Used oil recycling facility at Creston’s Comfort Welding receives upgrade

A 20-foot modified sea container was implemented, which houses a new 2,200-litre tank that has replaced the facility’s old collection tank

A snow moon rises over Mt. Cheam in Chilliwack on Feb. 8, 2020. Friday, Dec. 11, 2020 is Mountain Day. (Jenna Hauck/ Chilliwack Progress file)
Unofficial holidays: Here’s what people are celebrating for the week of Dec. 6 to 12

Mountain Day, Dewey Decimal System Day and Lard Day are all coming up this week

Robert Riley Saunders. (File)
First Nations Leadership Council demands justice for victims of B.C. social worker

Union of BC Indian Chiefs calls actions of Robert Saunders ‘nothing short of complete depravity’

Demonstrators, organized by the Public Fishery Alliance, outside the downtown Vancouver offices of Fisheries and Oceans Canada July 6 demand the marking of all hatchery chinook to allow for a sustainable public fishery while wild stocks recover. (Public Fishery Alliance Facebook photo)
Angry B.C. anglers see petition tabled in House of Commons

Salmon fishers demand better access to the healthy stocks in the public fishery

(Hotel Zed/Flytographer)
B.C. hotel grants couple 18 years of free stays after making baby on Valentines Day

Hotel Zed has announced a Kelowna couple has received free Valentines Day stays for next 18 years

Farmers raise slogans during a protest on a highway at the Delhi-Haryana state border, India, Thursday, Dec. 3, 2020. Prime Minister Justin Trudeau rejected the diplomatic scolding Canada’s envoy to India received on Friday for his recent comments in support of protesting Indian farmers. Tens of thousands of farmers have descended upon the borders of New Delhi to protest new farming laws that they say will open them to corporate exploitation. THE CANADIAN PRESS/AP-Manish Swarup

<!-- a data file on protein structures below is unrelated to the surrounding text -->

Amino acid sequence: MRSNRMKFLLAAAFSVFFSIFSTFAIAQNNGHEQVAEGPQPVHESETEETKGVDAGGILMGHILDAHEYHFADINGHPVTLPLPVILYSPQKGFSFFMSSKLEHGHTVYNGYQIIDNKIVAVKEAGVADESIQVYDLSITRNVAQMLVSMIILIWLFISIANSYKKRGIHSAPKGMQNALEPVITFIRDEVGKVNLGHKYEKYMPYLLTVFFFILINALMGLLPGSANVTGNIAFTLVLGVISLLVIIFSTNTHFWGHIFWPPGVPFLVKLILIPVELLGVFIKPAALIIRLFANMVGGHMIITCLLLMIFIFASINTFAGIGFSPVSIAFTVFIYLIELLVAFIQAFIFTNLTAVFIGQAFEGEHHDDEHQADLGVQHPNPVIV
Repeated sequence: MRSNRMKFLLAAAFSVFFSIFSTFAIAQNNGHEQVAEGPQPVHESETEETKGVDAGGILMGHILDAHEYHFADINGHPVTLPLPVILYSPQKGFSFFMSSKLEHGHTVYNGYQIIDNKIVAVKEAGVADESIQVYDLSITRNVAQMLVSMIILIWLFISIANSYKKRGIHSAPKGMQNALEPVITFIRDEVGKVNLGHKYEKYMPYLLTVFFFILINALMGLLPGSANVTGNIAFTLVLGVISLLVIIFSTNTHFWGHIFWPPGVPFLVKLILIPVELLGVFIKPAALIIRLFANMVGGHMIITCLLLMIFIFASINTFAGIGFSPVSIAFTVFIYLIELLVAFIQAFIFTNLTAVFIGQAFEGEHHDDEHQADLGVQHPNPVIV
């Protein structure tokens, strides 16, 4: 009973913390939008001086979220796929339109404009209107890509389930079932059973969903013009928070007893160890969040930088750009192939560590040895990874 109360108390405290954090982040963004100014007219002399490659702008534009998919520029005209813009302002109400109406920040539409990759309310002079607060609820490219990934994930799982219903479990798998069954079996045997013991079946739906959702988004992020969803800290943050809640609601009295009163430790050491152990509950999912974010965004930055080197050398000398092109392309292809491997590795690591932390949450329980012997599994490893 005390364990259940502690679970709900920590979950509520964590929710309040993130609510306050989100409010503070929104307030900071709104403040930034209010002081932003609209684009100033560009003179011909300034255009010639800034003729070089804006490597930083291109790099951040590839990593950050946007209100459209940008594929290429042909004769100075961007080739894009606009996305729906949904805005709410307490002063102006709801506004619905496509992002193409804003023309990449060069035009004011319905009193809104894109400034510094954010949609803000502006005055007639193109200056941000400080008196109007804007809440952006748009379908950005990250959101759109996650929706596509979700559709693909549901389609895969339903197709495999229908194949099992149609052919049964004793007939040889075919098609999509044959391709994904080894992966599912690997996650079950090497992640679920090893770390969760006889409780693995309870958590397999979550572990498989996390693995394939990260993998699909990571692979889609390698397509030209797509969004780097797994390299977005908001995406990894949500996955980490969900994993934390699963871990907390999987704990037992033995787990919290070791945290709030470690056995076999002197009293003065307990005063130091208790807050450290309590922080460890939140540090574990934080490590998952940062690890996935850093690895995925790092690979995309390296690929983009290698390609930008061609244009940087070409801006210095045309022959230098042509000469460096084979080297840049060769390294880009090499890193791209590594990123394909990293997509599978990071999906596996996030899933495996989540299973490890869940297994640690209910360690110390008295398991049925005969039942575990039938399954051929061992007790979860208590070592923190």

Trudeau brushes off India’s criticism for standing with farmers in anti-Modi protests

The High Commission of India in Ottawa had no comment when contacted Friday

Cannabis bought in British Columbia (Ashley Wadhwani/Black Press Media)
Is it time to start thinking about greener ways to package cannabis?

Packaging suppliers are still figuring eco-friendly and affordable packaging options that fit the mandates of Cannabis Regulations

Montreal Alouettes’ Michael Sam is set to make his pro football debut as he warms up before the first half of a CFL game against the Ottawa Redblacks in Ottawa on Friday, Aug. 7, 2015. Sam became the first publicly gay player to be drafted in the NFL. He signed with the Montreal Alouettes after being released by St. Louis, but abruptly left after playing one game. THE CANADIAN PRESS/Justin Tang
Study finds Canada a ‘laggard’ on homophobia in sports

Among females, 44 per cent of Canadians who’ve come out to teammates reported being victimized

Nurse Kath Olmstead prepares a shot as the world’s biggest study of a possible COVID-19 vaccine, developed by the National Institutes of Health and Moderna Inc., gets underway Monday, July 27, 2020, in Binghamton, N.Y. U.S. biotech firm Moderna says its vaccine is showing signs of producing lasting immunity to COVID-19, and that it will have as many as many as 125 million doses available by the end of March. THE CANADIAN PRESS/AP-Hans Pennink
Canada orders more COVID vaccines, refines advice on first doses as cases reach 400K

Canada recorded its 300,000th case of COVID-19 on Nov. 16

Apartments are seen lit up in downtown Vancouver as people are encouraged to stay home during the global COVID-19 pandemic on Thursday, Dec. 3, 2020. British Columbia’s deputy provincial health officer says provincewide data show the most important area B.C. must tackle in its response to the COVID-19 pandemic is health inequity. THE CANADIAN PRESS/Marissa Tiel
Age, income among top factors affecting well-being during pandemic, B.C. survey shows

Among respondents earning $20,000 a year or less, more than 41 per cent reported concern about food insecurity

Most Read